Dog Separation Anxiety

We know that 2020 has been an unusual year both for our canine friends and us. Your dog may have been used to you and the kids being home with the COVID restrictions and they were loving every minute of the extra attention! However, with some kids going back-to-school and some parents going back to the office, your dog may be exhibiting signs of loneliness and stress that manifests itself in the form of separation anxiety.

Separation anxiety creates behavior issues that can range from mild to severe, from barking for 5 minutes to tearing apart drywall. Remember that dogs are pack animals and don’t understand the concept of being alone. Symptoms of separation anxiety may include:

  • Destruction. Have you ever come home to the stuffing out of all your couch cushions? Your dog may chew on the furniture or anything they can get their teeth on.
  • Escape. To find you or rejoin you, your dog may chew through a door or scratch a window frame or dig large holes under a fence. In some severe cases, dogs have been known to throw themselves through a plate glass window. This can be very dangerous!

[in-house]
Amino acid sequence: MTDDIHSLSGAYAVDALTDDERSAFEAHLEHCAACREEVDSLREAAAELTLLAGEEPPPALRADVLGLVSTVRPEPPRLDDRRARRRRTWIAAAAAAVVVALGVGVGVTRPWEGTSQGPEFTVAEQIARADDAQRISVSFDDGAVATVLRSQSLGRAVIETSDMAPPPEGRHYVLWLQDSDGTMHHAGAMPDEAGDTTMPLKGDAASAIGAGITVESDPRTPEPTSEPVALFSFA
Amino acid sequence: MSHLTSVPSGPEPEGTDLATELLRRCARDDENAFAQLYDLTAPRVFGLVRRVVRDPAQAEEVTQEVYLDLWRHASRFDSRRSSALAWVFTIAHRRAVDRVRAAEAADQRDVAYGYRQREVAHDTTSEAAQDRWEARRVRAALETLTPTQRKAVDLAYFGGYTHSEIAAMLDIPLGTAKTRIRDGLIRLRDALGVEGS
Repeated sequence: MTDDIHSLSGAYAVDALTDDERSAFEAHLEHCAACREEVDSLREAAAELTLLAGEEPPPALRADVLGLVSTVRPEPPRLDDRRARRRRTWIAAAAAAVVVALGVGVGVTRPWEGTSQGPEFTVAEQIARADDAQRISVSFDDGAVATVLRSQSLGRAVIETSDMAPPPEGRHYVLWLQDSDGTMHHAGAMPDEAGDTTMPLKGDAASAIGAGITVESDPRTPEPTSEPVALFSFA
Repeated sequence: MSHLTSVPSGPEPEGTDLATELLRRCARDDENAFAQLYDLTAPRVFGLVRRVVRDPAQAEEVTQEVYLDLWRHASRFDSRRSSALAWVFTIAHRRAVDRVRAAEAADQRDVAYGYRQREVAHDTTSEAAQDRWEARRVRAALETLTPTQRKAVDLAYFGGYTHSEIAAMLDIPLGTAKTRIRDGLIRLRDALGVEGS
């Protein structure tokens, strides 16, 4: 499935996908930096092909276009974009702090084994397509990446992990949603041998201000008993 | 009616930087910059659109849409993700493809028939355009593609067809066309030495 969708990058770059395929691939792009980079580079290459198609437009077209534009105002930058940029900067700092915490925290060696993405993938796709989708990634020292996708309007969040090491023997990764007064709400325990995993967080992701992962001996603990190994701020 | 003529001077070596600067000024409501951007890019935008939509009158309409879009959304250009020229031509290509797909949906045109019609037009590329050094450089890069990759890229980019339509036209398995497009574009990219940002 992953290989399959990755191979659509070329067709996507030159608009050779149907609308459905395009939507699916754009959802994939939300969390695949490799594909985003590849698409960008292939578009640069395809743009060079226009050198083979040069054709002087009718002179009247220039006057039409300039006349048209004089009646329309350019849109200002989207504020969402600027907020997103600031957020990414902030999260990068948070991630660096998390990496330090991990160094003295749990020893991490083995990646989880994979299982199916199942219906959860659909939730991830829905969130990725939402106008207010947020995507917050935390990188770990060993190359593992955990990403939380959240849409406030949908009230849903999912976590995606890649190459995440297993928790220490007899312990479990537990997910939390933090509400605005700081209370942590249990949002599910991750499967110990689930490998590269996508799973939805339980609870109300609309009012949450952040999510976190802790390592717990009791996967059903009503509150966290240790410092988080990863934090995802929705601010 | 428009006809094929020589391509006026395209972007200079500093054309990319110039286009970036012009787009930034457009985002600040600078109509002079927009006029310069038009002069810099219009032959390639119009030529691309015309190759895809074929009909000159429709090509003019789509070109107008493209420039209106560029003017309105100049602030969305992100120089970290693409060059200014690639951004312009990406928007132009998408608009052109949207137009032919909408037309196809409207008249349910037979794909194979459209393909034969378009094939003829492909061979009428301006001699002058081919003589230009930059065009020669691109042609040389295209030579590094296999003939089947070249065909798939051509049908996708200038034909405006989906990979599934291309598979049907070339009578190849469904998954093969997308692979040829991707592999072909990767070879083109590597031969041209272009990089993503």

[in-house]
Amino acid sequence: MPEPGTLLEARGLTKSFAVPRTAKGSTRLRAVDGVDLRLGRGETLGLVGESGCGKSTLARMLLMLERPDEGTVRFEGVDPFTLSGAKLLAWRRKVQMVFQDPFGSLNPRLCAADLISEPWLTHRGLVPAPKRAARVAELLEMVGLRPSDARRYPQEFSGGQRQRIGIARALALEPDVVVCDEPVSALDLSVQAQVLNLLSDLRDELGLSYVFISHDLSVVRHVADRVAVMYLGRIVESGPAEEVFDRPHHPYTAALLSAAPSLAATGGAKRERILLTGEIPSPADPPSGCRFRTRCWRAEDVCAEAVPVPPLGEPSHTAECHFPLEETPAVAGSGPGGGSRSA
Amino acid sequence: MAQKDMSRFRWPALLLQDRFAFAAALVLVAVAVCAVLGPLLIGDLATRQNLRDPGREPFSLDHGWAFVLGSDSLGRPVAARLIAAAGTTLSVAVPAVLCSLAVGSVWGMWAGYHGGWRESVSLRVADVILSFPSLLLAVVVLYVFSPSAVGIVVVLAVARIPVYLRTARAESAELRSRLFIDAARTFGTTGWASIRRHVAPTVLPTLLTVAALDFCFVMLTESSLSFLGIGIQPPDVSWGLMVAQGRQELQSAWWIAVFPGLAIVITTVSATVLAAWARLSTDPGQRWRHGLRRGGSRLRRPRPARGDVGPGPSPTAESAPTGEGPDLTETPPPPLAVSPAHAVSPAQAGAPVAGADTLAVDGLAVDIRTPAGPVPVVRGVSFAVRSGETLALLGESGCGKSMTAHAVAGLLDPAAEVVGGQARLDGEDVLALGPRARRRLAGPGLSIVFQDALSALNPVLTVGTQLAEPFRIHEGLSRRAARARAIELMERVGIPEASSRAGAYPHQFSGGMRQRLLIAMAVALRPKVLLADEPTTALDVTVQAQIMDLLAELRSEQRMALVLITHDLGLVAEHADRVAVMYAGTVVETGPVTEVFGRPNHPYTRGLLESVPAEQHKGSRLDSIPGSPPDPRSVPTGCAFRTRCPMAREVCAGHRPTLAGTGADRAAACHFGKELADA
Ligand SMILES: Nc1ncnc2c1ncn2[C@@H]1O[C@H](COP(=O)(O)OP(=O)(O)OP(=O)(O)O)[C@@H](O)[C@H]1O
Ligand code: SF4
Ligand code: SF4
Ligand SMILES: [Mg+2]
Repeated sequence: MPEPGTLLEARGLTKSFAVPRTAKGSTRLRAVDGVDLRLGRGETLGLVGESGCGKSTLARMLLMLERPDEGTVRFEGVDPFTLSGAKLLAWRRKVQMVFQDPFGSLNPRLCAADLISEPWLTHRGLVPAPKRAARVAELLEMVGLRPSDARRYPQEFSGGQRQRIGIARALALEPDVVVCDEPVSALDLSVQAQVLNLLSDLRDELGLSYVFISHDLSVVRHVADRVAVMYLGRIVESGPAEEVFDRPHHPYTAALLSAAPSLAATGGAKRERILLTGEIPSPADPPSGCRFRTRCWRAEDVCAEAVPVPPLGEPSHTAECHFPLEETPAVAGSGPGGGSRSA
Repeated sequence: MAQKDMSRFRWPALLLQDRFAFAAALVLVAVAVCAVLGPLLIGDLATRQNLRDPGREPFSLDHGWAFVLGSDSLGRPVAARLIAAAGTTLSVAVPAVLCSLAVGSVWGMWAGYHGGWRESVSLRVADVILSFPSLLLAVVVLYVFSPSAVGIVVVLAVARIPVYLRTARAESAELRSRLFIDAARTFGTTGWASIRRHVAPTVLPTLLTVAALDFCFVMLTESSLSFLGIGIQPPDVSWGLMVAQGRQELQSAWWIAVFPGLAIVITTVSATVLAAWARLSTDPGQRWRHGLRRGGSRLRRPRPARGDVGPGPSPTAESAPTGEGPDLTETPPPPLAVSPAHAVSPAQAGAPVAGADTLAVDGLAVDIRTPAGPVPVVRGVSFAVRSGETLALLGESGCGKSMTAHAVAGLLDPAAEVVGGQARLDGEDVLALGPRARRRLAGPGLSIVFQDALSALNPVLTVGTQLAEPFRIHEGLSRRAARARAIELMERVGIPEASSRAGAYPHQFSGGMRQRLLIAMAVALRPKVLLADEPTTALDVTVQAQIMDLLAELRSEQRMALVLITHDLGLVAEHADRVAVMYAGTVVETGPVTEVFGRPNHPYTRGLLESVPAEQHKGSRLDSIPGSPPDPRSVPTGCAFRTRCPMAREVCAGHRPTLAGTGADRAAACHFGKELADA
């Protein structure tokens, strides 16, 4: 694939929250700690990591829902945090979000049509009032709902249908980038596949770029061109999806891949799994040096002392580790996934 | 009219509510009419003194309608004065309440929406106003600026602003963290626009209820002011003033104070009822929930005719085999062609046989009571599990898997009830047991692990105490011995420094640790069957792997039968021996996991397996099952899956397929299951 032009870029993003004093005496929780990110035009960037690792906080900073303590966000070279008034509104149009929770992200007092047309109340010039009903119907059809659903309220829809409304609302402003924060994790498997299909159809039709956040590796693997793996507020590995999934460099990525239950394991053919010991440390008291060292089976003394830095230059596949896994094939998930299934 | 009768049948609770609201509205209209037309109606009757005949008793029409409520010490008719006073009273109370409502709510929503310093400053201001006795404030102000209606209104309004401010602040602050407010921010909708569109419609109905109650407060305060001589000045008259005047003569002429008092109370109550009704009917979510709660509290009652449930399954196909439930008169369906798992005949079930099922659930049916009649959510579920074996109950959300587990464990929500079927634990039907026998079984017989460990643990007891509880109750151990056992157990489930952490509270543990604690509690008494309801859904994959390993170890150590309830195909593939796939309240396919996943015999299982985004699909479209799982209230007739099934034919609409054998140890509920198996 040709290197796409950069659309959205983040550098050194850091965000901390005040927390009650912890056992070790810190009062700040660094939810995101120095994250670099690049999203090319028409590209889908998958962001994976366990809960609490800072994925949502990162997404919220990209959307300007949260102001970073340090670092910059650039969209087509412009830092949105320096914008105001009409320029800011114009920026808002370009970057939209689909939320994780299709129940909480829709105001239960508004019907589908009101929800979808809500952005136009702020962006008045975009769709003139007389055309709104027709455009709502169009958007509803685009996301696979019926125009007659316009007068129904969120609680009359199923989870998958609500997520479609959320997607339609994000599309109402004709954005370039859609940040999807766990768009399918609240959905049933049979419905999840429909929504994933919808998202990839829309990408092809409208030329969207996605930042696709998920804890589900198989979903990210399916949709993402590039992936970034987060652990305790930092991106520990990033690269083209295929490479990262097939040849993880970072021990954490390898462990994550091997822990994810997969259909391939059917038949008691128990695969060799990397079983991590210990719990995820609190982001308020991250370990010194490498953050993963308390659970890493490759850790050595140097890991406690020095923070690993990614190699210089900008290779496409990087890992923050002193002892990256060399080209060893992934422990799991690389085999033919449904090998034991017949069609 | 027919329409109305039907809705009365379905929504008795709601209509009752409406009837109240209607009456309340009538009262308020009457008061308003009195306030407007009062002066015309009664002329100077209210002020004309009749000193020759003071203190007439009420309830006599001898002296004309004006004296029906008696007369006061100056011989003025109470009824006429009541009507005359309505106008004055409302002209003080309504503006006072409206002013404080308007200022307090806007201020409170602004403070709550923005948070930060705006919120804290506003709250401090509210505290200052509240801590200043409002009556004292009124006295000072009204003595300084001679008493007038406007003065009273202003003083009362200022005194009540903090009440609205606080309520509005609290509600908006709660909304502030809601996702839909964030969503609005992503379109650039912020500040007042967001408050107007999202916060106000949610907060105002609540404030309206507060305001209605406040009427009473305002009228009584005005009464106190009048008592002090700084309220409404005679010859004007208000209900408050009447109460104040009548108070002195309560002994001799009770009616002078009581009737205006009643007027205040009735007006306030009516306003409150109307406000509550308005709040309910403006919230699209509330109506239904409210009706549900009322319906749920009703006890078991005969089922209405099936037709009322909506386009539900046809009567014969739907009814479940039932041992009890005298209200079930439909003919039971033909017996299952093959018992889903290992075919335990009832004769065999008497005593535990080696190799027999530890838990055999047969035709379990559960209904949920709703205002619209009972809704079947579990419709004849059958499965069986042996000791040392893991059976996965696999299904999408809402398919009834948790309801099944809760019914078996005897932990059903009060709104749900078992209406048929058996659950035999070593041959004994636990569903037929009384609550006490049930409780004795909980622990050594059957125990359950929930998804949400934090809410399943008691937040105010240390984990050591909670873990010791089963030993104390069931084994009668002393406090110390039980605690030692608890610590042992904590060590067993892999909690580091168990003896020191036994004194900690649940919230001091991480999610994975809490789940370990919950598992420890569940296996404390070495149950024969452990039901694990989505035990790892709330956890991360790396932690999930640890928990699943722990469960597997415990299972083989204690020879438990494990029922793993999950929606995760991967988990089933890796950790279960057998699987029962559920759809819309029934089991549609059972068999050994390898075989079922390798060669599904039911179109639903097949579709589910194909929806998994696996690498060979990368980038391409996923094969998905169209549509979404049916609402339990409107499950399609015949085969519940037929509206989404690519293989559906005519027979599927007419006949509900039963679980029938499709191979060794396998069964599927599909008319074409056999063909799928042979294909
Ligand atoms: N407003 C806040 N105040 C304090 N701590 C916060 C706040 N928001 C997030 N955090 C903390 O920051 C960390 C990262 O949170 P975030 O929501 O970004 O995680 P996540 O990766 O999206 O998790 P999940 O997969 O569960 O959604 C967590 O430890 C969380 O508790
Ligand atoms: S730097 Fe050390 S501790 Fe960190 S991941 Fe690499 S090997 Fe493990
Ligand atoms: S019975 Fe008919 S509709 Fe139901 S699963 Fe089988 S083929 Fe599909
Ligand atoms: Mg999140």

• Urinating or defecating. Dogs that are normally housetrained may poop or pee in the house upon your departure.
  • Barking and howling. Some dogs may bark uncontrollably when their parents leave, which can be very disturbing to the neighbors.
  • Excessive drooling and sweating in your absence: Your dog might also drink excessively to make up for the lost fluids.
  • Pacing and Panting: This behavior is usually displayed when your dog suspects that you’re getting ready to leave the house. Some dogs can also show signs of depression during the pre-departure period.

Getting Ready for Separation

Here are some tips to help your dog overcome separation anxiety:

  • Start by leaving your dog for short periods of time. Depending on the severity of the separation anxiety, you may have to start with 5-minute increments and then increase the time as your dog becomes comfortable with being alone.
  • Leave your dog with some interactive toys like food puzzles or Kongs.
  • Before you leave, make sure you take your dog for some exercise. A tired dog is less likely to misbehave!
  • If you have been crate training your dog, he may be comfortable being left in the crate while you are gone. Giving him the run of the house could lead to destruction.
  • Do not punish your dog for bad behavior after you come home.  Dogs relate punishment to their current behavior so they will be unable to link your actions to their previous misdeeds.

If you need help with separation anxiety, Greg Knows Dogs can help! Maybe it’s time as the kids go back-to-school for your dog to go back as well!